Mr. REID. Yes, I will yield for a question, and, of course, I maintain the floor.

Go ahead.

Mrs. MURRAY. Mr. President, I ask the Senator to yield for a question.

The PRESIDING OFFICER. The Senator from Washington.

Mrs. MURRAY. Mr. President, I would ask the leader through the Chair, is he aware that the bill that is before us, that apparently we do not have enough votes for now, has gone through a very long committee process? The transportation and housing bill that I worked with my Republican colleague on, I did not agree with all of his requests, but I gave him a lot in this bill, as we worked our way through it and passed it out of subcommittee, passed it out of the full committee, a committee of which the minority leader is a member.

All of the bills that are involved in this omnibus bill--every one of them--went through a long, long process of committee hearings, subcommittee markups and passage, and full committee markups and passage.

The changes to this bill that have come to the floor have come as a result not of a change in policy, but because we all were told that in order to get an omnibus passed, we had to reduce the amount of that bill that passed out of committee--each of those bills a significant amount--to meet the McCaskill-Sessions level. So we went back and cut a significant amount out of each one of our bills. The result is the omnibus bill before us.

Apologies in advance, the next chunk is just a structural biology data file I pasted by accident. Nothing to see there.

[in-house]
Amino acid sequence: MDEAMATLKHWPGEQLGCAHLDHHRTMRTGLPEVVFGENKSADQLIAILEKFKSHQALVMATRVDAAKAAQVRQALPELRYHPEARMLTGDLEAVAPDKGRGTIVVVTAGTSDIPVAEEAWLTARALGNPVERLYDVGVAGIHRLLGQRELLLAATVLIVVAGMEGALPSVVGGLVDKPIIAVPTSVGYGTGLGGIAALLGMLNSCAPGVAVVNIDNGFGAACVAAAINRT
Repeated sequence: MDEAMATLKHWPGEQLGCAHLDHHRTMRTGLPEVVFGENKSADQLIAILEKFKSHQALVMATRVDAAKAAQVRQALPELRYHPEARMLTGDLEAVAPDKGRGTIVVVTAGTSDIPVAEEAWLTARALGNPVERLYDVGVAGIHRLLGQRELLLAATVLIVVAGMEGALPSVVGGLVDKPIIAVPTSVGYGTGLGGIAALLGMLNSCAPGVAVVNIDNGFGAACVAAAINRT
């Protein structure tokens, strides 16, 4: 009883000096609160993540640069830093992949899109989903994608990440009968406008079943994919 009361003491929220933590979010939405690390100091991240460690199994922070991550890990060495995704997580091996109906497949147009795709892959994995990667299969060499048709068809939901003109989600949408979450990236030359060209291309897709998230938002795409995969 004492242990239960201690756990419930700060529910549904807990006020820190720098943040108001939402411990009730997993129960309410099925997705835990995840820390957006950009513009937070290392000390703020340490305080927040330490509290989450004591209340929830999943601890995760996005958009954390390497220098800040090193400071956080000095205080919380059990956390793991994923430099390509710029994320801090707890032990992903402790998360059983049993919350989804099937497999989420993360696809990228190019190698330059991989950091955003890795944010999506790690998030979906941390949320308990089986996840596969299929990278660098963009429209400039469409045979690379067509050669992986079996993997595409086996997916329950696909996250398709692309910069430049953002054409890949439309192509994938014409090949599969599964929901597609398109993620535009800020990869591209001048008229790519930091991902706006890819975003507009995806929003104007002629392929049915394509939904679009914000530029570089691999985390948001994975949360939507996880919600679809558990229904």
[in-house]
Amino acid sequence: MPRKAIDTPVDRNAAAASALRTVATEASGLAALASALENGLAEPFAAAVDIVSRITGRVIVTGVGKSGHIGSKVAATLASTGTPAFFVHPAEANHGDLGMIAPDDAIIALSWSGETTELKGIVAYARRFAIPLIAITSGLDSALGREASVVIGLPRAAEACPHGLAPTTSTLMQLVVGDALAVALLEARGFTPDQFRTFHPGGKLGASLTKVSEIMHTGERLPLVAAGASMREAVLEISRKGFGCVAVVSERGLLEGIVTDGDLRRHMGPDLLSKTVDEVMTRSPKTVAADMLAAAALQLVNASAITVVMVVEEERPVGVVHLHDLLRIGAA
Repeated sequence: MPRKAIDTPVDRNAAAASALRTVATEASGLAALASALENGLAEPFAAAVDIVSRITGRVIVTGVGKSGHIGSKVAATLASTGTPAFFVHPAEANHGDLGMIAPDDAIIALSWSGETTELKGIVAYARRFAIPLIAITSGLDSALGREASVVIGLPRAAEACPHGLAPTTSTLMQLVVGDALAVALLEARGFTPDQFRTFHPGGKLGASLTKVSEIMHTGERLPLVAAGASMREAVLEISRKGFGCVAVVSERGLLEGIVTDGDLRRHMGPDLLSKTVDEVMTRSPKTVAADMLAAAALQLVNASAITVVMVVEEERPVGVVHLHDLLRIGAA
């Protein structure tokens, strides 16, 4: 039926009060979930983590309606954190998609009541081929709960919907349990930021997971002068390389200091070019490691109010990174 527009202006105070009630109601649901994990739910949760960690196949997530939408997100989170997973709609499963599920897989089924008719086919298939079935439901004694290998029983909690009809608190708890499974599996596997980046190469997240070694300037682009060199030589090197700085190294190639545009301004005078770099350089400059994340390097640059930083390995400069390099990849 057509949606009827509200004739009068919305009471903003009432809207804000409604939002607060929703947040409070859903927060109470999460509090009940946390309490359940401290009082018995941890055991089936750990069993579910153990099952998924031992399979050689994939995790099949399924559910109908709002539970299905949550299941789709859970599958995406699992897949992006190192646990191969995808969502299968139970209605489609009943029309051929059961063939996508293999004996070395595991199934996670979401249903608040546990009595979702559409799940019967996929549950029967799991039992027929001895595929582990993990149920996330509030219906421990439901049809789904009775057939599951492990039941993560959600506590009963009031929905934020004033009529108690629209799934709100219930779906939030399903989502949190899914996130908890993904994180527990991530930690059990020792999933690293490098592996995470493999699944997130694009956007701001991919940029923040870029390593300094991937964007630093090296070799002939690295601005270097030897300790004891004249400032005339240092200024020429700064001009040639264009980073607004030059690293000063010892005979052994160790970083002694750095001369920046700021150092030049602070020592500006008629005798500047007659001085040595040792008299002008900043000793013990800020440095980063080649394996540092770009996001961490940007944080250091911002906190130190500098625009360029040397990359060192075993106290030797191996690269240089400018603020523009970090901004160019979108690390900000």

So the 2,000 pages that we are referring to have worked their way through a process. I would ask the leader if he knows this. And the difference is, we had to cut money to meet the level of Sessions-McCaskill. That is what we have before us. And that is what we are being told, after a year's worth of work, that somehow we do not have the capability of knowing what is in the bill. Is the leader aware of that?

Mr. REID. I am aware of it. But my friend, the Republican leader, wants to ask a question or make some statement. But I would say this to my friend from Washington, remember, this bill, which is 1,900 pages long, consists of the work of 12 subcommittees.

Mrs. MURRAY. Right.

Mr. REID. It is work that has been done over the last year, or more in some instances, to come up with a product. So if you break it down per subcommittee, it is certainly a reasonable number of pages on each subcommittee. Remember, there are 12 subcommittees that are a part of it.

I would be happy to yield, without losing the floor, to my friend, the Republican leader.